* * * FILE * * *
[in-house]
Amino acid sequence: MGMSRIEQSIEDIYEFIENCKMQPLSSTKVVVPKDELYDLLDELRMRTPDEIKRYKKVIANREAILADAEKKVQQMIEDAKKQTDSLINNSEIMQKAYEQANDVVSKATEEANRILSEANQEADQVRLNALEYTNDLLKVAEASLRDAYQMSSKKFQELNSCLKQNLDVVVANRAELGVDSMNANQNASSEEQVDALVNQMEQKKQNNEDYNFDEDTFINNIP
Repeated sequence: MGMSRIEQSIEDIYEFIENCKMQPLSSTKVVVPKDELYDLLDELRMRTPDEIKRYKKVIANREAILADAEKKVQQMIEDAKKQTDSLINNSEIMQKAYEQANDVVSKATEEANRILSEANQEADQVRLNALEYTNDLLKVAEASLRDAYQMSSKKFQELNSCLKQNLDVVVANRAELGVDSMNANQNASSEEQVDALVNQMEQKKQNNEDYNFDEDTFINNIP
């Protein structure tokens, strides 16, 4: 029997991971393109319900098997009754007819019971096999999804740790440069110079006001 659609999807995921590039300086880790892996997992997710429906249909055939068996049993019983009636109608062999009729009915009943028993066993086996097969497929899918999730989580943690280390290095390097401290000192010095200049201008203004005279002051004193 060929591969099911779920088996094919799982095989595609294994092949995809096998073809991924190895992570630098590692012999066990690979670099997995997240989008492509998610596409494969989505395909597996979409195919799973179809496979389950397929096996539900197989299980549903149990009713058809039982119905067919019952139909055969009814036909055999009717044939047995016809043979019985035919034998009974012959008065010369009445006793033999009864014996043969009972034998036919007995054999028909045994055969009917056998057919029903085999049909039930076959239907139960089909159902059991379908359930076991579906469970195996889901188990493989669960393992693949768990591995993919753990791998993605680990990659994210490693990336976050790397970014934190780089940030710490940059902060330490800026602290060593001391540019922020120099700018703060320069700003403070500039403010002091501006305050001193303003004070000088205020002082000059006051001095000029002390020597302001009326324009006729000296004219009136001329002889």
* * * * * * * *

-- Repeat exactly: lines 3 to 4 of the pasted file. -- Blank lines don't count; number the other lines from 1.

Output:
Repeated sequence: MGMSRIEQSIEDIYEFIENCKMQPLSSTKVVVPKDELYDLLDELRMRTPDEIKRYKKVIANREAILADAEKKVQQMIEDAKKQTDSLINNSEIMQKAYEQANDVVSKATEEANRILSEANQEADQVRLNALEYTNDLLKVAEASLRDAYQMSSKKFQELNSCLKQNLDVVVANRAELGVDSMNANQNASSEEQVDALVNQMEQKKQNNEDYNFDEDTFINNIP
């Protein structure tokens, strides 16, 4: 029997991971393109319900098997009754007819019971096999999804740790440069110079006001 659609999807995921590039300086880790892996997992997710429906249909055939068996049993019983009636109608062999009729009915009943028993066993086996097969497929899918999730989580943690280390290095390097401290000192010095200049201008203004005279002051004193 060929591969099911779920088996094919799982095989595609294994092949995809096998073809991924190895992570630098590692012999066990690979670099997995997240989008492509998610596409494969989505395909597996979409195919799973179809496979389950397929096996539900197989299980549903149990009713058809039982119905067919019952139909055969009814036909055999009717044939047995016809043979019985035919034998009974012959008065010369009445006793033999009864014996043969009972034998036919007995054999028909045994055969009917056998057919029903085999049909039930076959239907139960089909159902059991379908359930076991579906469970195996889901188990493989669960393992693949768990591995993919753990791998993605680990990659994210490693990336976050790397970014934190780089940030710490940059902060330490800026602290060593001391540019922020120099700018703060320069700003403070500039403010002091501006305050001193303003004070000088205020002082000059006051001095000029002390020597302001009326324009006729000296004219009136001329002889």